Next month
To Vietnam with

First paragraph...
The first shots came as they were flying northeast toward Danang. Over the terrific noise of the engine and rotors, she could hear a "pinging" sound, something like coins being lobbed against the metal where she was sitting. It wasn't particularly loud, and didn't sound remarkable or worrying. For many minutes she sat stiffly in the nylon seat of the helicopter, the wind rifling across her trouser legs, sending her field jacket back so that she could feel a button pushing against her hence, being aware of many things, but not the pinging sound, the bullets directed at her, at all of them, as they spun above a canopy of jungle. 

I will miss the next the five months of book club meetings but will keep tabs from New Hampshire. I will be back in regular attendance again in October 2014..and when I return, just maybe, I will sign up for French lessons too. I am thinking about it...such is the way of an expat book club in Saigon, you just never know where the conversation will take you.

As always, the books above and many more are listed in The Brown Paper Book Club here

Happy Reading my friends!

Jeanne xx

speaking of New Hampshire,
if you missed  
Stone Rising at Tahilla Farm
you can read all about it 

Tahilla Farm
and via Dan Snow's post
Mending Pasture Fences 


  1. Your book club sounds wonderful Jeanne, what an experience to be part of such a group. I am loving the visual of you ladies hunting down those books!

    Your recommendations sound excellent as always....I loved "The Shadow of the Wind" so am sure this book by the same author will be as good. I read "The Light Between Oceans" last summer & enjoyed it easy read but thought provoking too. Love the sound of "There Are Ants in my Sugar", isn't it funny how appealing a good title can make a book?! I am adding it to my list.

    Thanks for sharing, hope you're having a lovely time having Connor home Xx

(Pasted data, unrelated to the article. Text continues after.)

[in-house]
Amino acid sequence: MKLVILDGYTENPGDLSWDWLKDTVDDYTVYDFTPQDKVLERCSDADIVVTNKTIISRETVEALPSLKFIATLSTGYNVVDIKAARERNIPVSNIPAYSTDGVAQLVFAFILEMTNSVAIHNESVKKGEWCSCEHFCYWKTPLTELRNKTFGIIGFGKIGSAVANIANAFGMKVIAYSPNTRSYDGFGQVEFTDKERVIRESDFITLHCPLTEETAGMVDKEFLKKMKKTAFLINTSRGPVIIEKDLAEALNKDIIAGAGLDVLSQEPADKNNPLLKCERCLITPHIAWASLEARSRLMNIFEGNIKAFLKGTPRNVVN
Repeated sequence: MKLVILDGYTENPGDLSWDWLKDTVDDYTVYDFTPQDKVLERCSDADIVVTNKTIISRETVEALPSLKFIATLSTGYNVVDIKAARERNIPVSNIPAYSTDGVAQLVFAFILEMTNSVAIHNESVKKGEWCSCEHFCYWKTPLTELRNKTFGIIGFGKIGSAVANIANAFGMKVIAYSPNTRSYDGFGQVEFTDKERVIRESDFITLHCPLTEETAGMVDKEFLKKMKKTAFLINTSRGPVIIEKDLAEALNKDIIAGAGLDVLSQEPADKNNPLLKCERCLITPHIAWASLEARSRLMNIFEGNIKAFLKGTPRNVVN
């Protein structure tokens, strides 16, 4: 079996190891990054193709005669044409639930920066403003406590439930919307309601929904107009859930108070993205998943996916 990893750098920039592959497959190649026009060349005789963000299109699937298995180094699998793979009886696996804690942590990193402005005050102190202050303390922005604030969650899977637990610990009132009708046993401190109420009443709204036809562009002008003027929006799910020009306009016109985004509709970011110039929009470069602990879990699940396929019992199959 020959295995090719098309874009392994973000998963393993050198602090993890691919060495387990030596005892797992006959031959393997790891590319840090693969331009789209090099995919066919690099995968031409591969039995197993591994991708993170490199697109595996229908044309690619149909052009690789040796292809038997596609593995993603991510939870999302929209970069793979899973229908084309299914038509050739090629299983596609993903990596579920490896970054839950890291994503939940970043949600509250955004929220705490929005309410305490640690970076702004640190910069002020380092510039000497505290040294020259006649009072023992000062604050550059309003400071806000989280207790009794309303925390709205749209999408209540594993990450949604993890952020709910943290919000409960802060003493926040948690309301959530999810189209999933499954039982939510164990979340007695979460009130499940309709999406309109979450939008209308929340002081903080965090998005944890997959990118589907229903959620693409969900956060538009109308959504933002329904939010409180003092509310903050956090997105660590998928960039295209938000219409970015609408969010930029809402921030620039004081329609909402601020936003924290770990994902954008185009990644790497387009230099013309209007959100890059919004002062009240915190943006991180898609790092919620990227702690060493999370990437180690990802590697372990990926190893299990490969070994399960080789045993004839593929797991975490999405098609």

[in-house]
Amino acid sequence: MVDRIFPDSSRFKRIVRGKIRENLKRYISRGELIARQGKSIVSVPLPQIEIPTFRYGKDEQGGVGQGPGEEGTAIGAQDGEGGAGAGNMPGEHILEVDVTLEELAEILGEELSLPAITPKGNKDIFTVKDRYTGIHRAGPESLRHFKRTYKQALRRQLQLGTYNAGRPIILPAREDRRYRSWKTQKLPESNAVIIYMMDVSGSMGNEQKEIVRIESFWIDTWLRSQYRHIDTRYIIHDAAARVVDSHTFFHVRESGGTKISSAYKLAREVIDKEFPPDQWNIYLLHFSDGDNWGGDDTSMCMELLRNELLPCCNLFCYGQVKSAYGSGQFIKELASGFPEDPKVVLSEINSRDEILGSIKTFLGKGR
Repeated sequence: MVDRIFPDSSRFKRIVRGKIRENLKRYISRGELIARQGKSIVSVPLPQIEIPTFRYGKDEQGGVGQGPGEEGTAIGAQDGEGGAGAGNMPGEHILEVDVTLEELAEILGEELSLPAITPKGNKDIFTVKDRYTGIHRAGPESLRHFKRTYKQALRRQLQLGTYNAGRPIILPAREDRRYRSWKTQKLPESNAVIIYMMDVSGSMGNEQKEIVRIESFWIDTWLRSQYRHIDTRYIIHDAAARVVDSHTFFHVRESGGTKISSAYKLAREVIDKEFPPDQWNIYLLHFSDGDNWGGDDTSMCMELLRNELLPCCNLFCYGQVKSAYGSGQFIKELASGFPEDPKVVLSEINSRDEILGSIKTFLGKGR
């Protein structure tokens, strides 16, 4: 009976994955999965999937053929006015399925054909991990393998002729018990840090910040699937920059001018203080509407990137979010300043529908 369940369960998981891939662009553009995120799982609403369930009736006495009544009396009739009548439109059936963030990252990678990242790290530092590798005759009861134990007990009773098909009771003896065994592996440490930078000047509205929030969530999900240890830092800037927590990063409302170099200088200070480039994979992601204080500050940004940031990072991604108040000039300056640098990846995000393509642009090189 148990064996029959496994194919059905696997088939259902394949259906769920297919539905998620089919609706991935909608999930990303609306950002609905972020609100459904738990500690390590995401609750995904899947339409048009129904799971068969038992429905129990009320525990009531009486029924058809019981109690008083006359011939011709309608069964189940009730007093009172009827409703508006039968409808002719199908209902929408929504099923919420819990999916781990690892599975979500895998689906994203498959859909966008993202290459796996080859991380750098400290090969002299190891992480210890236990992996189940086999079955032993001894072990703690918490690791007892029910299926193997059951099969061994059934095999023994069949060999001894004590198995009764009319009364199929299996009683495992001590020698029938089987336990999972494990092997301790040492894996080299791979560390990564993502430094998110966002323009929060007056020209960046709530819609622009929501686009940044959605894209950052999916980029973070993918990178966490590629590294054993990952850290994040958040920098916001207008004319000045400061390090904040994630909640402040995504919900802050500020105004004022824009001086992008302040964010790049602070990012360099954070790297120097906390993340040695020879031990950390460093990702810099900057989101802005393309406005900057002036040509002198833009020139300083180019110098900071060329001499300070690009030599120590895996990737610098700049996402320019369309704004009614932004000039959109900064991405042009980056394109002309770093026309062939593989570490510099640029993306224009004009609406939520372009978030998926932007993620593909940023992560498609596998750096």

1. Thank you Simone…I will give you the "heads up" on There are Ants on my Sugar…don't be put off by the first page, it gets better and better as you go along. ;)

  2. So many books to choose from. I am being lazy with my reading this year. I hate when that happens but I end up journalling instead of reading. I just wish I had the time to do both.

    1. It can be a fine line Loree…I know it well. ;)

  3. Thank you so much, Jeanne, for the wonderful book recommendations and for sharing about your expat book club! I hope you have a wonderful week! xoxo

  4. wow, the expat's reading list is exciting, what an experience + glad you are going to NH + keep us posted, please.

  5. Thanks, Jeanne. Lovely books. Also, thanks for notating "first novel." I love discovering a new writer.

  6. You take me back to FLORENCE days where we had a PLAY GROUP of EXPATS.Meaning we were all young mother's with little ones!What a group that was!Bound by the USA living in ITALY most of us married to REAL ITALIANS!Mother's keeping the English alive and friendships that were tight just because.We rallied for each other and did the support thing too! I have to say it was one of THE BEST EXPERIENCES of my LIFE those three years abroad!I still get teary when I think of those women I left behind.If you follow my little blog I was in Venice in October and a group of those women surprised me in Venice!They took the train up from Florence for the day to see me!As you can imagine I was overwhelmed upon seeing them!!!!

    1. What a special gift Elizabeth..all the way from Venice, I love it! Happy Memories! xx

  7. I love how you jump in with all feet wherever you live.


    1. Thank you Glenda, that means a lot...coming from you. ;)

  8. Hello Jeanne
    Your book club sounds fascinating. The members must be also very interesting.
    I did belong to a book club when I lived in the country during the summer months. Our leader had obtained her PHD in English literature. She was very serious about the type of books we read. We chose Canadian and American writers. There were times I felt like giving up on a book but persevered and today I am glad I did. Timothy Findlay "The Head Hunters" was one such book and even today when I walk along Queen Street in Toronto memories of this book haunt my mind. All those books have remained with me in much greater details than had I read them alone.

    A very Happy Easter Jeanne to you and your family

    1. I agree clubs do have a way of pushing you into books you might not have read if you were picking them out on your own. I only mind when they haunt me in my dreams…I have to draw the line somewhere. Fortunately, none of these did! xx

  9. Hi Jeanne, I agree that English book collection in Saigon is limited. Therefore I created an online book exchange for readers, totally free. I hope you guys find it useful.